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Establishing a Program Decision Framework: Introduction to a new series on program management

SERIES ARTICLE 

Series on Program Management

By Russ Martinelli and Jim Waddell

Program Management Academy 

Oregon, USA
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As Ricki Godfrey enters his office he stares at the poster pinned to the wall in front of his desk.  The poster shows a bulls-eye with the words “Bang Head Here” in the middle.  For a moment, he considers it.  “This is the third time I have been in front of our governance committee trying to get approval to move to the next stage of my program” states Godfrey in frustration.  “Every time I go in for approval I get a new set of questions to find answers to, more action items to follow up on, and direction to come back again in a month.”

What Godfrey describes is not an uncommon scenario.  In fact, in many organizations, gaining approval to move forward at critical decision ‘gates’ surfaces as a primary challenge for program managers and a major contributor to time-to-benefits delays.

So what is happening here? There are many reasons why program ‘gate’ decisions are difficult to obtain, of course.  Sometimes the decision criteria is unclear or unknown, or the decision methodology (consensus, consultative, authoritative) is not understood, and sometimes sufficient information to make an informed decision is lacking.  In Godfrey’s case however, the problem is more systematic.  His organization lacks a robust decision framework that focuses work effort on the achievement of the critical business decision-points that are a part of every program.

Lifecycle Process versus Decision Framework

Here’s the issue at hand. Like many others, Godfrey’s organization has gone to great length, investment, and effort in creating a lifecycle process that meticulously documents the various stages their programs progress through.  This is good, but what we consistently see is the bulk of the effort and process definition lies in defining the various work flows and outcomes during each stage of the process, and very little forethought and effort dedicated to the business decisions which need to be made at the culmination of each stage.

What if the way we think of our lifecycle models is reversed? Instead of viewing them as processes consisting of stages of work with decision ‘gates’ intended to allow work effort to transition from one stage to the next, we view them as a series of business decisions with iterative work cycles designed to prepare for and successfully transverse each business decision as it is encountered. Let’s look at an example.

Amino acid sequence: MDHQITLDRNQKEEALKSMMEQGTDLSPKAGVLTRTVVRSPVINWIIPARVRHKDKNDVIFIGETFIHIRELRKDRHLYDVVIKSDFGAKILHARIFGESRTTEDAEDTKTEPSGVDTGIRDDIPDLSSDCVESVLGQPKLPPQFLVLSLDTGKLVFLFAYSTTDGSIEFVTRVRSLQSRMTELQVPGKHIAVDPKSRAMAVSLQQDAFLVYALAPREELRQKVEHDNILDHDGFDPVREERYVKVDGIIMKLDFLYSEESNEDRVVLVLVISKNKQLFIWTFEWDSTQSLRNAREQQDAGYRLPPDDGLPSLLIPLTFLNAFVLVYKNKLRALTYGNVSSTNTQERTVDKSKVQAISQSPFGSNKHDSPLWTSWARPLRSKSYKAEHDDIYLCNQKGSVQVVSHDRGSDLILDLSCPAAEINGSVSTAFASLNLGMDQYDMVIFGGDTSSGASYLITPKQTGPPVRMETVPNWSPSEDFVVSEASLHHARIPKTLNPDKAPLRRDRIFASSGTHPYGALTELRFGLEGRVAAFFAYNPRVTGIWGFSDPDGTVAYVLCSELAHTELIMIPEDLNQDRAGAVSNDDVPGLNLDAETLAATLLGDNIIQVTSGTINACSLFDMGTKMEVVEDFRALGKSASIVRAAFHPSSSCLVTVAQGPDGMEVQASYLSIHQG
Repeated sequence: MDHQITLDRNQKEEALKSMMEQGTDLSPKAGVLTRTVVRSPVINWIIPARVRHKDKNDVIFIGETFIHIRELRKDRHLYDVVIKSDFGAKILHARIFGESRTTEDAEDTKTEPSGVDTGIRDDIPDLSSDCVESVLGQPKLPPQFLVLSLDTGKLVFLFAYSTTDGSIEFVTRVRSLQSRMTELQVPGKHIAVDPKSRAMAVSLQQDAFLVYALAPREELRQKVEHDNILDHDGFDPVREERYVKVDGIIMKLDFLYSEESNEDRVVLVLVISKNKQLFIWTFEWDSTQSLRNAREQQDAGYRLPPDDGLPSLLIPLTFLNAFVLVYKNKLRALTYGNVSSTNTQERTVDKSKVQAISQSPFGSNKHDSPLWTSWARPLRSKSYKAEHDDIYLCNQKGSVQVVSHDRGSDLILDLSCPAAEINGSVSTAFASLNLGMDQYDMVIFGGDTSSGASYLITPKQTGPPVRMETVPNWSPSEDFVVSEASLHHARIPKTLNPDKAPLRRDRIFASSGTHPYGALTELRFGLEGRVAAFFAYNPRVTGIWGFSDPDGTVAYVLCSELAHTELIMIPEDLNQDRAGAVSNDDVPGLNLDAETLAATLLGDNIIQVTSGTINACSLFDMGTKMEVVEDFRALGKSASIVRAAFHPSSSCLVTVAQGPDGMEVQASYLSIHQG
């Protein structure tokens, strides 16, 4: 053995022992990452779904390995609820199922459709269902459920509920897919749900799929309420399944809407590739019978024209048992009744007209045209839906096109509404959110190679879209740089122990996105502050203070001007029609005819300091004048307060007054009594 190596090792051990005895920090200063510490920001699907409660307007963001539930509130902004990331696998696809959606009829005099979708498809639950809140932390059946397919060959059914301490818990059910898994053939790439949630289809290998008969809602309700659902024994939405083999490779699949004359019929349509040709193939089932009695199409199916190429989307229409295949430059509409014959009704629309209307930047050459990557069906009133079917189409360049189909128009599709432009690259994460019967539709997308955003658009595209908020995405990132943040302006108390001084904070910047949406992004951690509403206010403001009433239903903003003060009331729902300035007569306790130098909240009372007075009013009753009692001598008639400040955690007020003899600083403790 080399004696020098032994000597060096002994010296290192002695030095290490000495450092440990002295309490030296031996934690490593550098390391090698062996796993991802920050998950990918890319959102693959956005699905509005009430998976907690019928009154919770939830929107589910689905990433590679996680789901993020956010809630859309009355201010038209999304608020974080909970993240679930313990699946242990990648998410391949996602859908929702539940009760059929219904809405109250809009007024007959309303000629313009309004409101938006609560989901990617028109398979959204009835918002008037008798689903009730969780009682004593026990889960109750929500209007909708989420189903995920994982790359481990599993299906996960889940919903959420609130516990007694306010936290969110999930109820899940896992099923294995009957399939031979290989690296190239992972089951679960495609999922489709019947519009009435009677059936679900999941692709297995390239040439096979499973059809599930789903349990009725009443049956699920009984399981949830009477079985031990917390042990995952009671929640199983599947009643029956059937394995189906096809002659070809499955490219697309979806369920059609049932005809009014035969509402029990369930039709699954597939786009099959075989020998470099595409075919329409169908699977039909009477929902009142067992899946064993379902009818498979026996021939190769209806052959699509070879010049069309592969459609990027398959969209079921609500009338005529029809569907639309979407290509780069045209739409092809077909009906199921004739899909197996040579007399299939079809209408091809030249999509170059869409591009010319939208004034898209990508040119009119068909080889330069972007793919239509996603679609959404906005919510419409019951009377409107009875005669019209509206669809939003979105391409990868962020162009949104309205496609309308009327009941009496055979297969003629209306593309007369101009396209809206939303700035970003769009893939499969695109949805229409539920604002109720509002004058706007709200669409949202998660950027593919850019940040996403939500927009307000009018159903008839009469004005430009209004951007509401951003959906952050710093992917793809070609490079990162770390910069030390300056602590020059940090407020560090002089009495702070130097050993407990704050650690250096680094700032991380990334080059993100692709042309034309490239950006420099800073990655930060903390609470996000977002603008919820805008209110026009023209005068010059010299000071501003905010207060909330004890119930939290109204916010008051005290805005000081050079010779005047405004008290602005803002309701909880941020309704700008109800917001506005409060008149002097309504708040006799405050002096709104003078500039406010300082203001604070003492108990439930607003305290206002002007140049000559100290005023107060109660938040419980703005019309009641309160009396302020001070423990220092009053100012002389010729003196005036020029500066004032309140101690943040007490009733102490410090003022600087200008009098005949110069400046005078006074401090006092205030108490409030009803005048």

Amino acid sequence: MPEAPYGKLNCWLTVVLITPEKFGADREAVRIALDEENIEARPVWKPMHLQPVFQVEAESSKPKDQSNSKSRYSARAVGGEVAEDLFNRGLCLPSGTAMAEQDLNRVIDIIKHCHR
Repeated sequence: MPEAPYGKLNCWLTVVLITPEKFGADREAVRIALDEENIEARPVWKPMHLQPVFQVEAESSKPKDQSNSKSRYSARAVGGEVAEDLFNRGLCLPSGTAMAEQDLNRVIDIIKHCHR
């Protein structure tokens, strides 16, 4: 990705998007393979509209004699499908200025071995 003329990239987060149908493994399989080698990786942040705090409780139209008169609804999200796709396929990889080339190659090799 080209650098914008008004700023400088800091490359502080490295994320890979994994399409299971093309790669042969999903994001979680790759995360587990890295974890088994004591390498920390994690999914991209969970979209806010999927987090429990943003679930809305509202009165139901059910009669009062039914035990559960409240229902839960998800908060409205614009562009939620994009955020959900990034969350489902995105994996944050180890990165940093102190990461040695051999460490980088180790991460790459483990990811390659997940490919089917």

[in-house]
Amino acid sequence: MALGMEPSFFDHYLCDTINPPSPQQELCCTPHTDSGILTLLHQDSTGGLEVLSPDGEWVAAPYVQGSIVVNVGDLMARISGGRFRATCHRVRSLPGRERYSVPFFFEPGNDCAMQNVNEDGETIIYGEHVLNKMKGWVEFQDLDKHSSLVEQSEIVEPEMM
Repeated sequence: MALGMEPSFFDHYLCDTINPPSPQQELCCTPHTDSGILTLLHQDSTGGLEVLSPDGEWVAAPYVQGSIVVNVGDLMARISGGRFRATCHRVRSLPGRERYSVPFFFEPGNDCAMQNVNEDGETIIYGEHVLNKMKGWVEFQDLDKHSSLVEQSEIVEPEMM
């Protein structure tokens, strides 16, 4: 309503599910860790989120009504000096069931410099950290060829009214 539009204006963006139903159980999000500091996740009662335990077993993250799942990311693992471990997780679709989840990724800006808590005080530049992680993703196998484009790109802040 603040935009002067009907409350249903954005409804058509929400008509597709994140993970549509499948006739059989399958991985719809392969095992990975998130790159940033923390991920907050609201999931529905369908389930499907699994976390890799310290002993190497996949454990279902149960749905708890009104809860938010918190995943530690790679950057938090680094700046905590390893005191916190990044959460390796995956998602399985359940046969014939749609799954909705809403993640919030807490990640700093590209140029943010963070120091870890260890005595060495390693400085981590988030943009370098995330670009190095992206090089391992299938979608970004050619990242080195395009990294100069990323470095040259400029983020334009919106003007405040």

Business Decision Framework

During the course of a program, a program manager will have to contend with unexpected changes in the market and organizational environment, a large number of uncertainties and assumptions that have to be tested and vetted, and multiple influential stakeholders with opposing views. For these reasons, a robust business decision framework provides the flexibility necessary to enable an adaptive management process that allows for changes in the program as new information comes in, and at the same time, provides anchors to align stakeholders and the program team on the critical business decisions necessary to successfully manage a program.

Figure 1 illustrates an example of a program-level decision framework that is based upon the critical business decisions associated with a program.

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To read entire article (click here)

The PMWJ series of articles on program management is authored by Russell Martinelli and James Waddell, principle advisors at the Program Management Academy in Oregon, USA.   More about the authors and the Program Management Academy can be found at http://www.programmanagement-academy.com/.

About the Authors

pmwj19-feb2014-martinelli-AUTHOR1 MARTINELLIflag-usaRuss Martinelli 

Oregon, USA 

Russ Martinelli is a senior program manager at Intel Corporation, one of the world’s largest semiconductor companies.  Russ has many years of experience leading global product development teams in both the aerospace and computing industries.  Russ is also a founder of the Program Management Academy (www.programmanagement-academy.com), and co-author of Leading Global Project Teams and the first comprehensive book on program management titled Program Management for Improved Business Results. Russ can be contacted at [email protected].

flag-usapmwj19-feb2014-martinelli-AUTHOR2 WADDELLJim Waddell 

Oregon, USA

Jim Waddell, former PMO director in the high-tech industry, is a founder of the Program Management Academy (www.programmanagement-academy.com) where he consultants in program management and mergers & acquisitions. He has held a variety of management positions in the high tech and energy industries, has been a speaker at numerous conferences, and is a co-author of two books:  Leading Global Project Teams and Program Management for Improved Business Results.  Jim can be contacted at [email protected].